Posts tagged feminism

africashowboy:

To my mother, a photo is not a photo unless it’s printed. She doesn’t understand how I can be so famous when I hardly print my pictures.
As a self-declared African male feminist, I will be celebrating some phenomenal women I have met across the continent on BBC, and I do hope to start with this amazing woman.
Photo by Nana Kofi Acquah @africashowboy (at Acquah’s Residence, Kokrobite)

africashowboy:

To my mother, a photo is not a photo unless it’s printed. She doesn’t understand how I can be so famous when I hardly print my pictures.

As a self-declared African male feminist, I will be celebrating some phenomenal women I have met across the continent on BBC, and I do hope to start with this amazing woman.

Photo by Nana Kofi Acquah @africashowboy (at Acquah’s Residence, Kokrobite)

81 notes 

Raising Awareness: Male Entitlement

I spent almost 10 hours on trains on Tuesday. I am adverse to train travel after commuting from Leeds to Manchester for 9 months in 2010/2011 because someone man always touched me. I was outspoken to my Uni colleagues, many of which responded: ‘This never happens to me; are you sure?’ Reflected in ‘10 common comments on feminist blogposts - and my responses' on the Guardian today:

You can keep trying to suggest the problem isn’t really there because you haven’t seen it, but there’s a pesky amount of evidence to the contrary. Wouldn’t it be easier just to believe us?

I was, again, outspoken about the touching and harassment I experienced on Tuesday to a female colleague, someone I consider to be a feminist. She responded by suggesting there’s just ‘something about [me]’ that attracts creepsters, maybe pheromones… As I walked home, I considered this. Maybe, I exude vulnerability. Maybe creepsters have an innate sense for humans who have been harassed, abused, and raped and find it convenient to continue the cycles of gender-based abuse suffered by ‘vulnerable’ people.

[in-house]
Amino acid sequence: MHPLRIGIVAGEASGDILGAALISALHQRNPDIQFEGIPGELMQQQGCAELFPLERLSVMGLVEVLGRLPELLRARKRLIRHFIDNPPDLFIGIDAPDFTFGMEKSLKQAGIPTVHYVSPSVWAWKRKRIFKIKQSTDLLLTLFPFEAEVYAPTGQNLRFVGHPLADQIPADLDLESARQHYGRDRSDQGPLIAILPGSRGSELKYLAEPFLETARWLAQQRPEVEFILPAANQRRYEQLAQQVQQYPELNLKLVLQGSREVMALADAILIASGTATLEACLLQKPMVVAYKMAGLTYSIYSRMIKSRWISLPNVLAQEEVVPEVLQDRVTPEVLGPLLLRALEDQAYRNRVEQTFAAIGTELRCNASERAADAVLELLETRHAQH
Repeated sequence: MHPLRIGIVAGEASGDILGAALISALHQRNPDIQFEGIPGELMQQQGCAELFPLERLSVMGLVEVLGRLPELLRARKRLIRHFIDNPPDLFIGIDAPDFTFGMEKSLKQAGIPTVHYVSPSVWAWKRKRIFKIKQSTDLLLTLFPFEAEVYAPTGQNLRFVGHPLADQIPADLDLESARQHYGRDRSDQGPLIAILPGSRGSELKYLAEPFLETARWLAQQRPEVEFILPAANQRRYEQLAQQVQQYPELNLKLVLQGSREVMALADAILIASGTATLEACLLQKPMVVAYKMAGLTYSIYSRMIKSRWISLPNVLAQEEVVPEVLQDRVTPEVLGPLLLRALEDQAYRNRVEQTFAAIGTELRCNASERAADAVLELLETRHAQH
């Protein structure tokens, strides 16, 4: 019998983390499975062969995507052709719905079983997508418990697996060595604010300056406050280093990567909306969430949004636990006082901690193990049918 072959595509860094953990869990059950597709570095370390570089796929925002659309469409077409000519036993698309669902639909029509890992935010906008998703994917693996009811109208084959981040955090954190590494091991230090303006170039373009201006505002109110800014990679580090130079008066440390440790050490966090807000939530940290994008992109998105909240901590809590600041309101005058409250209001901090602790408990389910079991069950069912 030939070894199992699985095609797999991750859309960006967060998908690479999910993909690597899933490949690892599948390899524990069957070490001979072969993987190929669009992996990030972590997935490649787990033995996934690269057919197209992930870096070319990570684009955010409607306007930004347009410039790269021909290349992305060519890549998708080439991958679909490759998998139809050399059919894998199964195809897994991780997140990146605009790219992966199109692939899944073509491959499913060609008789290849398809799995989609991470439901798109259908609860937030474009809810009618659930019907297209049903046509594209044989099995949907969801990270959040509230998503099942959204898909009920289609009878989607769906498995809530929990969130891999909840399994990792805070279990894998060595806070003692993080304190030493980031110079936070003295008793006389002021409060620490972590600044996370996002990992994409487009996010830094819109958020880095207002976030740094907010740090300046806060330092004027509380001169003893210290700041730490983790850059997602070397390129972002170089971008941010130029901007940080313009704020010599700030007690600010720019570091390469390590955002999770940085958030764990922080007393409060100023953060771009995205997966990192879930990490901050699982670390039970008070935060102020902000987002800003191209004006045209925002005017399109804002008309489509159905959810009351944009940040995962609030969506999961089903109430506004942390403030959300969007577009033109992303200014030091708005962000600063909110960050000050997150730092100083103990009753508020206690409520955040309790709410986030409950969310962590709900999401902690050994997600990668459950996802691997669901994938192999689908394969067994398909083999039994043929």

I was victim-blaming myself… and so had my feminist colleague. The sheer frequency with which these incidences occur to me must mean it’s something about ME, not society, that sees me continually enduring this abuse. I’m (often) blonde or have brightly coloured hair; I have an arm of tattoos; I make eye contact with other humans… but none of this translates that I deserve to be harassed, abused, or raped. It never has. Rather more so, the issue is reflected in a quote from dapperandspiffing:

“Certainly there’s something wretched and hateful about gentlemen scrutinizing and inspecting women. Their eyes stroll boldly and disrespectfully about the peripheries of the female person, thereby performing something neither wise nor beneficial but rather destructive, for there’s no love in it… .”

Rober Walser, The Robber (1925) (translation by Susan Bernofsky, 2000)

And today we have the reaction to Cee-Lo Green’s comment on what constitutes rape. I was date-raped when I was 17. I collapsed, and my ‘brother’s’ army mate began to rape me before the drug afforded me the luxury of unconsciousness. So, Cee-Lo, does that count as rape?